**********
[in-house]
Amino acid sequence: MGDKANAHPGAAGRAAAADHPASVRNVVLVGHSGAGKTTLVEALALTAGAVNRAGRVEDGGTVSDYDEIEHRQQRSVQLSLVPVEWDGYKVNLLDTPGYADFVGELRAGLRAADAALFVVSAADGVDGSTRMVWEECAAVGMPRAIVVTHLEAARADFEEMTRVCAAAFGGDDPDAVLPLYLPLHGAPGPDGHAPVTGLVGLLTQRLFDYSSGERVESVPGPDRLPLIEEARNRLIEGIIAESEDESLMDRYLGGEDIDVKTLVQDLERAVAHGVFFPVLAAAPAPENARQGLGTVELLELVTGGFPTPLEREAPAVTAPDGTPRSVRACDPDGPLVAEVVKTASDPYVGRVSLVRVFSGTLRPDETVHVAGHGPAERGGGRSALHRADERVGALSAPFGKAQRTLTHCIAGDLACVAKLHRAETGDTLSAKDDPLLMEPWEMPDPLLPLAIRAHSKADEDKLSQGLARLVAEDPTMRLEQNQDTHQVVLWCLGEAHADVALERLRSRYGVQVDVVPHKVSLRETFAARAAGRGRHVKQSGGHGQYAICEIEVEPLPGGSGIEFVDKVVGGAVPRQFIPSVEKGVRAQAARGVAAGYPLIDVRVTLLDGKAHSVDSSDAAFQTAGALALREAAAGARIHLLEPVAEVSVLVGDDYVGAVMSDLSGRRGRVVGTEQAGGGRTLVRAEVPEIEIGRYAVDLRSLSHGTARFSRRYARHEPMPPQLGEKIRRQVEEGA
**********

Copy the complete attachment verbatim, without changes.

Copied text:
[in-house]
Amino acid sequence: MGDKANAHPGAAGRAAAADHPASVRNVVLVGHSGAGKTTLVEALALTAGAVNRAGRVEDGGTVSDYDEIEHRQQRSVQLSLVPVEWDGYKVNLLDTPGYADFVGELRAGLRAADAALFVVSAADGVDGSTRMVWEECAAVGMPRAIVVTHLEAARADFEEMTRVCAAAFGGDDPDAVLPLYLPLHGAPGPDGHAPVTGLVGLLTQRLFDYSSGERVESVPGPDRLPLIEEARNRLIEGIIAESEDESLMDRYLGGEDIDVKTLVQDLERAVAHGVFFPVLAAAPAPENARQGLGTVELLELVTGGFPTPLEREAPAVTAPDGTPRSVRACDPDGPLVAEVVKTASDPYVGRVSLVRVFSGTLRPDETVHVAGHGPAERGGGRSALHRADERVGALSAPFGKAQRTLTHCIAGDLACVAKLHRAETGDTLSAKDDPLLMEPWEMPDPLLPLAIRAHSKADEDKLSQGLARLVAEDPTMRLEQNQDTHQVVLWCLGEAHADVALERLRSRYGVQVDVVPHKVSLRETFAARAAGRGRHVKQSGGHGQYAICEIEVEPLPGGSGIEFVDKVVGGAVPRQFIPSVEKGVRAQAARGVAAGYPLIDVRVTLLDGKAHSVDSSDAAFQTAGALALREAAAGARIHLLEPVAEVSVLVGDDYVGAVMSDLSGRRGRVVGTEQAGGGRTLVRAEVPEIEIGRYAVDLRSLSHGTARFSRRYARHEPMPPQLGEKIRRQVEEGA